24. Eliaz, K., 1999. "Fault Tolerant Implementation," Papers 21-99, Tel Aviv.
  25. Werner Güth & Martin Hellwig, 1986. "The private supply of a public good," Journal of Economics, Springer, vol. 46(1), pages 121-159, December.
  26. Myerson, Roger B, 1979. "Incentive Compatibility and the Bargaining Problem," Econometrica, Econometric Society, vol. 47(1), pages 61-73, January.
  27. Hitoshi Matsushima, 2007. "Role of Honesty in Full Implementation," CIRJE F-Series CIRJE-F-518, CIRJE, Faculty of Economics, University of Tokyo.
  28. Armin Falk & Urs Fischbacher, 2001. "A Theory of Reciprocity," CESifo Working Paper Series 457, CESifo Group Munich.
  29. Antonio Cabrales & Roberto Serrano, 2007. "Implementation in adaptive better-response dynamics," Working Papers 2007-16, Instituto Madrileño de Estudios Avanzados (IMDEA) Ciencias Sociales.
  30. Hitoshi Matsushima, 2005. "On Detail-Free Mechanism Design And Rationality," The Japanese Economic Review, Japanese Economic Association, vol. 56(1), pages 41-54.
  31. Rabin, Matthew, 1993. "Incorporating Fairness into Game Theory and Economics," American Economic Review, American Economic Association, vol. 83(5), pages 1281-1302, December.
  32. Matsushima, Hitoshi, 2008. "Behavioral aspects of implementation theory," Economics Letters, Elsevier, vol. 100(1), pages 161-164, July.
  33. Oliver Hart & John Moore, 2007. "Contracts as Reference Points," ESE Discussion Papers 170, Edinburgh School of Economics, University of Edinburgh.
  34. repec:bla:restud:v:75:y:2008:i:1:p:65-98 is not listed on IDEAS
  35. Norman,P., 2000. "Efficient mechanisms for public goods with use exclusions," Working papers 15, Wisconsin Madison - Social Systems.
  36. Oren Bar-Gill & Chaim Fershtman, 2005. "Public Policy with Endogenous Preferences," Journal of Public Economic Theory, Association for Public Economic Theory, vol. 7(5), pages 841-857, December.
  37. Roger B. Myerson & Mark A. Satterthwaite, 1981. "Efficient Mechanisms for Bilateral Trading," Discussion Papers 469S, Northwestern University, Center for Mathematical Studies in Economics and Management Science.
  38. Englmaier, Florian & Wambach, Achim, 2010. "Optimal incentive contracts under inequity aversion," Munich Reprints in Economics 22027, University of Munich, Department of Economics.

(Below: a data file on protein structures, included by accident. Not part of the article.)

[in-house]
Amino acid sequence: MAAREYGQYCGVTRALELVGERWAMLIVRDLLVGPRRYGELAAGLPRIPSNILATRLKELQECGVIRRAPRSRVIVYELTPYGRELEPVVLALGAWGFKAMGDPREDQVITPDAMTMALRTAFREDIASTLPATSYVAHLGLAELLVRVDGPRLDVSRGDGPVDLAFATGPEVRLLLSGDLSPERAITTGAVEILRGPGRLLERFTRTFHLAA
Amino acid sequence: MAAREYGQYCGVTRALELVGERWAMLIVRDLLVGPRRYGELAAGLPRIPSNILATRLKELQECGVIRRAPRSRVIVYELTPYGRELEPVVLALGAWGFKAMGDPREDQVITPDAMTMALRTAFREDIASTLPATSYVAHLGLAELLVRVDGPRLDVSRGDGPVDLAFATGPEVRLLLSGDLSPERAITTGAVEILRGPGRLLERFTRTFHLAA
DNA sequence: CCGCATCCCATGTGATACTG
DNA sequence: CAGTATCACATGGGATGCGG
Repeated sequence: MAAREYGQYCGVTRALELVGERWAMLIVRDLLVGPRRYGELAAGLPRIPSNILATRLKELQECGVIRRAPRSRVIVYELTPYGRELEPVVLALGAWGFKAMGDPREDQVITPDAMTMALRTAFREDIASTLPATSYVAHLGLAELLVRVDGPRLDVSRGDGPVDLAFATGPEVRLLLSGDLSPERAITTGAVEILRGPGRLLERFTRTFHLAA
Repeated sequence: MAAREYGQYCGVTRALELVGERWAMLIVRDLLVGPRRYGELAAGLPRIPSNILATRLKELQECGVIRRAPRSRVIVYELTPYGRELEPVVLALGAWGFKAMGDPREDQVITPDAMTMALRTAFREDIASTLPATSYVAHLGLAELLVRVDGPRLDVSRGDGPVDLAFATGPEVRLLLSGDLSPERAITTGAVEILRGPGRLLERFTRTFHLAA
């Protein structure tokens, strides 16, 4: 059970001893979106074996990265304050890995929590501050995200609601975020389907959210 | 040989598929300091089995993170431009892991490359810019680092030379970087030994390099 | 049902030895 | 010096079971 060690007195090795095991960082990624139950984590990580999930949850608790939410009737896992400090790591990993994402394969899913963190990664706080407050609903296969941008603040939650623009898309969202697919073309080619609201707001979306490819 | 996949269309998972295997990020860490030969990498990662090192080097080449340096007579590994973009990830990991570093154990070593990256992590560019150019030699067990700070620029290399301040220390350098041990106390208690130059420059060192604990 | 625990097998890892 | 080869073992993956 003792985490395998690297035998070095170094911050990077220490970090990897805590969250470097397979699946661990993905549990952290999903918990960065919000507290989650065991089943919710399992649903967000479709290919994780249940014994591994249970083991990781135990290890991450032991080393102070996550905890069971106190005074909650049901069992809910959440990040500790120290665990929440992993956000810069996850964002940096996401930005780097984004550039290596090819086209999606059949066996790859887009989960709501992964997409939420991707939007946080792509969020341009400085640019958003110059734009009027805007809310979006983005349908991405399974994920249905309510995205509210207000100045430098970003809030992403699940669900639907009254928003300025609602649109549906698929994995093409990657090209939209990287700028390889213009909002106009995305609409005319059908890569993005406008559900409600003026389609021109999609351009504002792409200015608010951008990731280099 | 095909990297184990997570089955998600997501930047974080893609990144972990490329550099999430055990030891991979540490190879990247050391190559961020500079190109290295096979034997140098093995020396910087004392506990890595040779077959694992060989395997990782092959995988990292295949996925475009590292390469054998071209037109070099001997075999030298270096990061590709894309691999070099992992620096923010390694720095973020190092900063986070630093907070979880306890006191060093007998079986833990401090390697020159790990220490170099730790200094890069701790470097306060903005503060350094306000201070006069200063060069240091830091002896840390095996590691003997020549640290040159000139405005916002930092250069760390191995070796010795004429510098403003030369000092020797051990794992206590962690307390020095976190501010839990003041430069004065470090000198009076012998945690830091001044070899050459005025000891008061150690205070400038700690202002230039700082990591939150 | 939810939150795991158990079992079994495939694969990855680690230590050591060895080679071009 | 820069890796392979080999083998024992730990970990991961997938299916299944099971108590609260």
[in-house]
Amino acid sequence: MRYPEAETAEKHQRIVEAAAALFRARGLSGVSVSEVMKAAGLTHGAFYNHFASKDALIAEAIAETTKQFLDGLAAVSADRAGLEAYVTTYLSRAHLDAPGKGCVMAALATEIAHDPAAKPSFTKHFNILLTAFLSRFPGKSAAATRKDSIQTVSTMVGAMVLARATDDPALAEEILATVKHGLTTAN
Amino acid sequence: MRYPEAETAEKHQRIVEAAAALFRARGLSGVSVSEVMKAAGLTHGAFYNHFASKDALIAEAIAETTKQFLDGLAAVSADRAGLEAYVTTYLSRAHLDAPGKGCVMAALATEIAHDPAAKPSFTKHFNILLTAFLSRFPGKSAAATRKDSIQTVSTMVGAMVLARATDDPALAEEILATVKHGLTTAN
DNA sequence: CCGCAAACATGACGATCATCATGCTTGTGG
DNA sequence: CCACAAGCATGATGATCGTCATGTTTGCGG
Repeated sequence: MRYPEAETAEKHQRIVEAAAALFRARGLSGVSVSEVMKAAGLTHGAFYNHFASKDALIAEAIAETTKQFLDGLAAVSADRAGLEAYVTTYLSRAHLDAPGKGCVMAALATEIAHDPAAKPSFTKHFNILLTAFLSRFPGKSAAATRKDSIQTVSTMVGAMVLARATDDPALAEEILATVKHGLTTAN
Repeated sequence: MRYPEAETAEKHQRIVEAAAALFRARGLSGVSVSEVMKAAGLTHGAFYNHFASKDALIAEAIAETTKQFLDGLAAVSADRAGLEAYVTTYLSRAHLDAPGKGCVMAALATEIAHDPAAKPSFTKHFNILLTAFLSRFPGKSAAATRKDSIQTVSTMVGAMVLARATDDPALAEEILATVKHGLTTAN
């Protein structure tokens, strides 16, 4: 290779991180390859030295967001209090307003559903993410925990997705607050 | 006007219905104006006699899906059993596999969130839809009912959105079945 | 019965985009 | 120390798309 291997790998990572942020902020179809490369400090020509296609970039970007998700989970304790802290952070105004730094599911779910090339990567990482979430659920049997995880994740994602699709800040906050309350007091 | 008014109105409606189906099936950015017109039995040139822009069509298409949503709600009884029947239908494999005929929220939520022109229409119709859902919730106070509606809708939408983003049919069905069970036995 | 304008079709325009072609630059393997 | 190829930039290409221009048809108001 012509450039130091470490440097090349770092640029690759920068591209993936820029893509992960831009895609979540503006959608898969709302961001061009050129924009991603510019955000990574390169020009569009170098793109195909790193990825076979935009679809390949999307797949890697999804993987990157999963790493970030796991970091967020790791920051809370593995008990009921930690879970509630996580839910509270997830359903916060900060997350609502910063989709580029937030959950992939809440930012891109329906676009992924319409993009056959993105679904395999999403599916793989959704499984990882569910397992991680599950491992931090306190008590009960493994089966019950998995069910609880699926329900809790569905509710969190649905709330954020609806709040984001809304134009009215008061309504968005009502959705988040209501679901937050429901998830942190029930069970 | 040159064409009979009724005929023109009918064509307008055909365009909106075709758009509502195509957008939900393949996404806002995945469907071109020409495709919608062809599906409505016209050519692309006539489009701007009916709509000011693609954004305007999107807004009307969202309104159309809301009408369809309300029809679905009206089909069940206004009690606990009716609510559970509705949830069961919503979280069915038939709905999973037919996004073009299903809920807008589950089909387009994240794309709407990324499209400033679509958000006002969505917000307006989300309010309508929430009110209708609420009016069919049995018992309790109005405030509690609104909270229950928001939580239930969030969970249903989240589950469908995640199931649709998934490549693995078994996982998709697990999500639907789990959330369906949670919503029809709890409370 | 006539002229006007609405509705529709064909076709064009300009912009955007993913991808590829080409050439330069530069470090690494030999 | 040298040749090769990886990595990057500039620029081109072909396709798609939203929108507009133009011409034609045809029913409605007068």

39. Joseph E. Stiglitz, 1981. "Self-Selection and Pareto Efficient Taxation," NBER Working Papers 0632, National Bureau of Economic Research, Inc.
  40. Bruno Frey & Matthias Benz & Alois Stutzer, 2004. "Introducing Procedural Utility: Not Only What, but Also How Matters," Journal of Institutional and Theoretical Economics (JITE), Mohr Siebeck, Tübingen, vol. 160(3), pages 377-, September.
  41. Antonio Cabrales & Raffaele Miniaci & Marco Piovesan & Giovanni Ponti, 2009. "Social Preferences and Strategic Uncertainty: An Experiment on Markets and Contracts," Working Papers 2009-09, FEDEA.
  42. Martin F. Hellwig, 2003. "Public-Good Provision with Many Participants," Review of Economic Studies, Wiley Blackwell, vol. 70(3), pages 589-614, 07.
  43. Mathevet, Laurent A., 2010. "Supermodular mechanism design," Theoretical Economics, Econometric Society, vol. 5(3), September.
  44. Dirk Engelmann & Martin Strobel, 2004. "Inequality Aversion, Efficiency, and Maximin Preferences in Simple Distribution Experiments," American Economic Review, American Economic Association, vol. 94(4), pages 857-869, September.
  45. ehiel, Philippe & Benny Moldovanu & Ennio Stacchetti, 1994. "How (not) to sell nuclear weapons," Discussion Paper Serie B 288, University of Bonn, Germany.
  46. Dirk Bergemann & Stephen Morris, 2005. "Robust Mechanism Design," Econometrica, Econometric Society, vol. 73(6), pages 1771-1813, November.
  47. Offerman, Theo, 2002. "Hurting hurts more than helping helps," European Economic Review, Elsevier, vol. 46(8), pages 1423-1437, September.
  48. Samuel Bowles & Sung-Ha Hwang, 2008. "Social Preferences and Public Economics: Mechanism Design when Social Preferences Depend on Incentives," Department of Economics University of Siena 530, Department of Economics, University of Siena.
  49. Eric Maskin, 1998. "Nash Equilibrium and Welfare Optimality," Harvard Institute of Economic Research Working Papers 1829, Harvard - Institute of Economic Research.
  50. Axel Ockenfels & Gary E. Bolton, 2000. "ERC: A Theory of Equity, Reciprocity, and Competition," American Economic Review, American Economic Association, vol. 90(1), pages 166-193, March.
  51. Uzi Segal & Joel Sobel, 1999. "Tit for Tat: Foundations of Preferences for Reciprocity in Strategic Settings," UWO Department of Economics Working Papers 9905, University of Western Ontario, Department of Economics.
  52. Luca Stanca, 2008. "How to be kind? Outcomes versus Intentions as Determinants of Fairness," Working Papers 145, University of Milano-Bicocca, Department of Economics, revised Jul 2008.
  53. Kfir Eliaz, 2002. "Fault Tolerant Implementation," Review of Economic Studies, Oxford University Press, vol. 69(3), pages 589-610.
  54. Falk, Armin & Fehr, Ernst & Fischbacher, Urs, 2008. "Testing theories of fairness--Intentions matter," Games and Economic Behavior, Elsevier, vol. 62(1), pages 287-303, January.
  55. Dufwenberg, Martin & Kirchsteiger, Georg, 2000. "Reciprocity and wage undercutting," European Economic Review, Elsevier, vol. 44(4-6), pages 1069-1078, May.
  56. McCabe, Kevin A. & Rigdon, Mary L. & Smith, Vernon L., 2003. "Positive reciprocity and intentions in trust games," Journal of Economic Behavior & Organization, Elsevier, vol. 52(2), pages 267-275, October.
  57. d'ASPREMONT, Claude & GERARD-VARET, Louis-André, . "Incentives and incomplete information," CORE Discussion Papers RP -354, Université catholique de Louvain, Center for Operations Research and Econometrics (CORE).
  58. Glazer, Jacob & Rubinstein, Ariel, 1998. "Motives and Implementation: On the Design of Mechanisms to Elicit Opinions," Journal of Economic Theory, Elsevier, vol. 79(2), pages 157-173, April.
  59. Pierpaolo Battigalli & Martin Dufwenberg, 2005. "Dynamic Psychological Games," Working Papers 287, IGIER (Innocenzo Gasparini Institute for Economic Research), Bocconi University.